Observation and sampling of mats, inhabiting them animals and zooplankton was conducted in 2000- 2017 in 2-4 points of the lake. Only in 2005, sampling and observations were made in the summer-autumn period on five transects several times, in 5-10 points on every transect (Fig. 1). On transects, starting from the shore and up to depths of 50 to 55 cm, samples were taken with a cylindrical sampler with a crosssectional area of 452 cm2, which allows seaweed to be taken horizontally throughout the water column. The algae biomass samples were washed in freshwater, dried with filter paper and weighed on an electronic balance WT-250 (Techniprot, Poland). To determine the dry mass, the algae were dried at a temperature of 105℃ to constant weight and weighed on the same balance. On the basis of the obtained data, the volumetric concentration of plant mass in different parts of the lake was calculated from the equations (Prazukin, 2015):
where CW: dry weight algal biomass per unit of mat volume, mg (dry weight)/cm3; Wd: dry mass of mat sample, mg; V: mat sample volume, cm3.
where m1: wet weight algal biomass per unit of water surface in sampling point, kg (wet weight)/m2; Ww: wet weight of mat sample, kg; S0: the surface area from which the sample was taken, m2.
where m2: dry weight algal biomass per unit of mat surface, mg (dry weight)/cm2.
Animals were selected from the clumps of algae of known mass. The relative number of animals in the mats was determined by dividing the number of counted individuals by the mat sample weight. Zooplankton samples were collected by filtration of 100-150 L of water through a plankton net with a mesh size of 110 μm. Samples were fixed with 4% buffered formalin solution and examined under an Olympus SZ-ST stereomicroscope. Identifications were made using a Carl Zeiss Axio Scope A1 light microscope. Totally more than 150 plankton and mat samples with animals were analyzed. In the lake, benthos, infusorians and plankton were studied in 2005-2006; methods and partly results were described previously (Kolesnikova et al., 2008; Pavlovskay et al., 2009; Anufriieva and Shadrin, 2012). The authors use these results here. At the sampling points, temperature and salinity were evaluated. Temperature was measured by a PHH-830 electronic thermometer, salinity—by a manual Kelilong WZ212 refractometer. The water temperature was measured directly in the floating and bottom mats and in the water outside the mat, the salinity in the floating mats, and the incident radiation at a distance of 3 cm above the surface of the floating mat. Data were subjected to standard statistical processing in Grapher-7, Excel 2007.3 RESULT 3.1 Structure and dynamics of the mats in the lake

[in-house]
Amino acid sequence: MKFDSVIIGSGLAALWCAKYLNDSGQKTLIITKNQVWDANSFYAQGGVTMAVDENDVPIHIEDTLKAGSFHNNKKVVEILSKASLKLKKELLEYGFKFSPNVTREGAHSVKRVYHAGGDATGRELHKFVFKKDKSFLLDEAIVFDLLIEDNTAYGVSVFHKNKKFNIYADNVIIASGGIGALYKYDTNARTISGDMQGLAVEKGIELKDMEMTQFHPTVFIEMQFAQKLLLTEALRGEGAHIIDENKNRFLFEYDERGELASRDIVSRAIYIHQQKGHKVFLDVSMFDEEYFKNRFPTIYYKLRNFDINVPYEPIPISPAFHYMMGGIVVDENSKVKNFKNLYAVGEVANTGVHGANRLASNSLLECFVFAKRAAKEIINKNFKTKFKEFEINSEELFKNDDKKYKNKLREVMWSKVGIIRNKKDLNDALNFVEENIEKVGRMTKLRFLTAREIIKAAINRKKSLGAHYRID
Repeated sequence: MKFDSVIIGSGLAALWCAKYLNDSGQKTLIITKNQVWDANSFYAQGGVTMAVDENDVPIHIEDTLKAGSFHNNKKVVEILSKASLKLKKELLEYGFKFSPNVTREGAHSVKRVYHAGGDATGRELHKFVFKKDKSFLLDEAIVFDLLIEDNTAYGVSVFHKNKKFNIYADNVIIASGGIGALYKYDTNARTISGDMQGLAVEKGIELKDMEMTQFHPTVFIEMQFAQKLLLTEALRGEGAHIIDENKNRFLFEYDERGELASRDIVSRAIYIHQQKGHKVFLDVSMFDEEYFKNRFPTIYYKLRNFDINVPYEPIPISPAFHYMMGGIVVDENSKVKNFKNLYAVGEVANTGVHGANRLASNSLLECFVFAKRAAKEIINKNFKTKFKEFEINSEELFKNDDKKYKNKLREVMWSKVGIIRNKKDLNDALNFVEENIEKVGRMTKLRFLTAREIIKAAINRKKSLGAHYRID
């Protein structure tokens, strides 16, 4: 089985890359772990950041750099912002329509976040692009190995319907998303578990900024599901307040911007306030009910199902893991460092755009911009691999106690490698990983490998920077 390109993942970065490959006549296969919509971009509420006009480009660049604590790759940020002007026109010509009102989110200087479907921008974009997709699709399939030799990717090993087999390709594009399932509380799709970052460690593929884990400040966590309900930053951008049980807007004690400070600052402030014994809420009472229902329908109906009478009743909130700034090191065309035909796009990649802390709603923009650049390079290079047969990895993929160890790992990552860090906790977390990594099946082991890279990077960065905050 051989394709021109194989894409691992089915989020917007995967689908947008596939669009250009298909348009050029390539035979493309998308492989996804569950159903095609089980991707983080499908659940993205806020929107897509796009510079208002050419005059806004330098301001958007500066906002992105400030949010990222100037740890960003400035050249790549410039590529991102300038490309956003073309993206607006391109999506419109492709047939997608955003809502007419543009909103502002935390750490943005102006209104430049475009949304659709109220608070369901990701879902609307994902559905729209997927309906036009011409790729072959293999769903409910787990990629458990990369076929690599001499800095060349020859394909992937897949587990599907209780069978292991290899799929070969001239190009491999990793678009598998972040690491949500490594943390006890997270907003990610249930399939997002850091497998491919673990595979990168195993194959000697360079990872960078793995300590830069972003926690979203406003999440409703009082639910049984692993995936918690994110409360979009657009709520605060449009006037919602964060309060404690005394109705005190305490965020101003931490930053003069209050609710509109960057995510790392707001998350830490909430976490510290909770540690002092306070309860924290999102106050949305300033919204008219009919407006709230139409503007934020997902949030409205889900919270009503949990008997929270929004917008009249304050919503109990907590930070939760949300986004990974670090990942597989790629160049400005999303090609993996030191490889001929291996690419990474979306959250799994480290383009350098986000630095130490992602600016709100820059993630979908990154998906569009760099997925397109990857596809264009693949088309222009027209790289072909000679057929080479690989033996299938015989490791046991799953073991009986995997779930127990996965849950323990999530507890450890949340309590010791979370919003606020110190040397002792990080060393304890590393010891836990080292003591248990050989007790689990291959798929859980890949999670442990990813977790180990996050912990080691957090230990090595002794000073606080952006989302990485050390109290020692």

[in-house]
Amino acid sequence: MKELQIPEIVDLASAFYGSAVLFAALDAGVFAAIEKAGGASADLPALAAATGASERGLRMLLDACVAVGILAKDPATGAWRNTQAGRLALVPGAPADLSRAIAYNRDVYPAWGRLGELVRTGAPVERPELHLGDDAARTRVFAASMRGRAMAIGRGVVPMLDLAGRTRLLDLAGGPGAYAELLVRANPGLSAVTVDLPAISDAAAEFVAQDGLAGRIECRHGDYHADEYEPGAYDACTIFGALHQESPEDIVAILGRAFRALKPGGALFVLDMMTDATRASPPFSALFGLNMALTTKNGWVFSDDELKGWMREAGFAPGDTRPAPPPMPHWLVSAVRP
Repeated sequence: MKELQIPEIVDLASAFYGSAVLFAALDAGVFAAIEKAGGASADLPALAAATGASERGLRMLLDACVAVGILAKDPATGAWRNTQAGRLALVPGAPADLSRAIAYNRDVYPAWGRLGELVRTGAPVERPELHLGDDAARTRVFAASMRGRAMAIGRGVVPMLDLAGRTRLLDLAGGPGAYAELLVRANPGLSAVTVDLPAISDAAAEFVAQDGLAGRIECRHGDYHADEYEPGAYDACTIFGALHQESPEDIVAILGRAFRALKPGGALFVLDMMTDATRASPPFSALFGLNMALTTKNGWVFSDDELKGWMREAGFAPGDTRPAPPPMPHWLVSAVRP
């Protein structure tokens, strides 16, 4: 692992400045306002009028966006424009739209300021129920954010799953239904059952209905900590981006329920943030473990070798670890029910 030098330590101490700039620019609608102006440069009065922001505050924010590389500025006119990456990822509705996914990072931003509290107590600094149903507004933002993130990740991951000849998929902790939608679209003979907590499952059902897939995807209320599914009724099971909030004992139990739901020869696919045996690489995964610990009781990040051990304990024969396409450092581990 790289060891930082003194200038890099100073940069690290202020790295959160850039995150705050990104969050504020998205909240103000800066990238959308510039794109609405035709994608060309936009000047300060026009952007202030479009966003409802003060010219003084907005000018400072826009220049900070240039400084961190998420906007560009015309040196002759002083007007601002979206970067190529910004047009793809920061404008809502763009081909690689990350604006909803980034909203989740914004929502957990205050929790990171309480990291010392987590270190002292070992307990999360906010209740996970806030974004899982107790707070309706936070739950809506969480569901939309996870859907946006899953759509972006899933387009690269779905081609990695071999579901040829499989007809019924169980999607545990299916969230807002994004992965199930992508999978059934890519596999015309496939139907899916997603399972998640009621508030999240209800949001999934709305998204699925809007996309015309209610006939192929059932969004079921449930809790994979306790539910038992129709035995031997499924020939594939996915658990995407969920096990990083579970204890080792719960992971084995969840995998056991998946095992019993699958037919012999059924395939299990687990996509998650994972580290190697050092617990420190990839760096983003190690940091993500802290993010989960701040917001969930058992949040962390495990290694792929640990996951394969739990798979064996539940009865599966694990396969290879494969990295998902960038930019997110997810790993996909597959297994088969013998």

In 2000-2017, the authors found five species of filamentous green algae (Chlorophyta) in the lake: Cladophora vadorum (Aresch.) Kütz., C. siwaschensis C. Meyer, C. echinus (Biasol.) Kütz., Ulothrix implexa (Kütz.) Kütz., Rhizoclonium tortuosum (Dillw.) Kütz, and seagrass (Angiospermae) Ruppia cirrhosa (Petagna) Grande. Usually each sample contained between one and three species; their composition varied in time. Cladophora spp. and R. cirrhosa were found in the lake throughout the year, other types of algae—during some periods.
Every year, excluding only three of 2000-2017, Cladophora spp. formed bottom and floating mats at salinities at least up to 200 g/L, accompanied by the purple bacteria Chromatium and Ectothiorhodospira (identification was made by L. Gerasimenko, see Shadrin et al., 2008) during certain periods. For July and August 2005, maps were made for the distribution of mats in the lake water area (Fig. 1d, e). In the lake sections where Ruppia was present, Ruppia and Cladophora jointly formed a bottom mat. According mat biomass and structure, characteristic areas in the lake were identified (Table 1). In July and August 2005, Cladophora mats occupied almost the entire water area of the lake (Fig. 2d). The coastal area of the lake up to depths not exceeding 20 cm (the 1st lake area) covered 13% of the total lake area in July and had high biomass (4.1-5.5 kg (wet weight)/m2, Fig. 2c) contributing 29% of total mat biomass in the lake. In August, coastal areas (lake areas 7 and 8) occupied 9% of the lake area and gave 19% of the total macroalgae biomass. In both surveys, in the central part of the lake, mat biomass varied between 1.1 and 2.8 kg (wet weight)/m2). In July, 69% of the lake area was covered by floating mats, and in August—only 37%. In July and August, the total stock of macrophytes was close—30.98 and 31.13 tons (wet weight), respectively; 82%-84% of total biomass was in the bottom mats. In the winter months there was only a thin strip of Cladophora spp. along the shore (Fig. 2a); and small thickets of R. cirrhosa in some sections. In the middle of March, Cladophora bottom and floating mats were beginning to form along the coastline (Fig. 2b), and by mid-August these can occupy 60%-70% of the lake area (Fig. 2d). As a rule, Cladophora spp. dominated in the lake macrophyte biomass in most part of the water area, and only in certain parts, there Ruppia was present in equal proportion. For 17 years of our observations a complete lack of Cladophora spp. in the winter season in three times; and only three times, we observed a very low abundance of Cladophora in the following summer-autumn period without mat forming.3.2 Vertical structure of the mats